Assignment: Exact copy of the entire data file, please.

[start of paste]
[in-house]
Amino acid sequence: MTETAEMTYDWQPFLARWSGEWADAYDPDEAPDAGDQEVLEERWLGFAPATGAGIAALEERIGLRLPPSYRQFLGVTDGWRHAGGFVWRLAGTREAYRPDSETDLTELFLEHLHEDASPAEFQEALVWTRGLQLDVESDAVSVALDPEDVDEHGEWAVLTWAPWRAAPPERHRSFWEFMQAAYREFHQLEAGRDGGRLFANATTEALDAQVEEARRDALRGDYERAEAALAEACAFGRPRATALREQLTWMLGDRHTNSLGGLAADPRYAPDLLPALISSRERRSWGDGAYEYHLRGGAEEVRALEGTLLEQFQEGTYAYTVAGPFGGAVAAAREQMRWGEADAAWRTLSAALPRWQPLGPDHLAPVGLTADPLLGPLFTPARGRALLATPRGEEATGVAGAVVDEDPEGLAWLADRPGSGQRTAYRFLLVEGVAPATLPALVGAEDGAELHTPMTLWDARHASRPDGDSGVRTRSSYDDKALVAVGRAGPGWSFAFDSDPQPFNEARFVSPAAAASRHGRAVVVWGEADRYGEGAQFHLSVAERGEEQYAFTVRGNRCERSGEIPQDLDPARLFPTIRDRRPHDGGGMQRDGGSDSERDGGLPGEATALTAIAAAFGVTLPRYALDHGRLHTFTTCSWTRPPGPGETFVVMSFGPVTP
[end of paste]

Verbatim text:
[in-house]
Amino acid sequence: MTETAEMTYDWQPFLARWSGEWADAYDPDEAPDAGDQEVLEERWLGFAPATGAGIAALEERIGLRLPPSYRQFLGVTDGWRHAGGFVWRLAGTREAYRPDSETDLTELFLEHLHEDASPAEFQEALVWTRGLQLDVESDAVSVALDPEDVDEHGEWAVLTWAPWRAAPPERHRSFWEFMQAAYREFHQLEAGRDGGRLFANATTEALDAQVEEARRDALRGDYERAEAALAEACAFGRPRATALREQLTWMLGDRHTNSLGGLAADPRYAPDLLPALISSRERRSWGDGAYEYHLRGGAEEVRALEGTLLEQFQEGTYAYTVAGPFGGAVAAAREQMRWGEADAAWRTLSAALPRWQPLGPDHLAPVGLTADPLLGPLFTPARGRALLATPRGEEATGVAGAVVDEDPEGLAWLADRPGSGQRTAYRFLLVEGVAPATLPALVGAEDGAELHTPMTLWDARHASRPDGDSGVRTRSSYDDKALVAVGRAGPGWSFAFDSDPQPFNEARFVSPAAAASRHGRAVVVWGEADRYGEGAQFHLSVAERGEEQYAFTVRGNRCERSGEIPQDLDPARLFPTIRDRRPHDGGGMQRDGGSDSERDGGLPGEATALTAIAAAFGVTLPRYALDHGRLHTFTTCSWTRPPGPGETFVVMSFGPVTP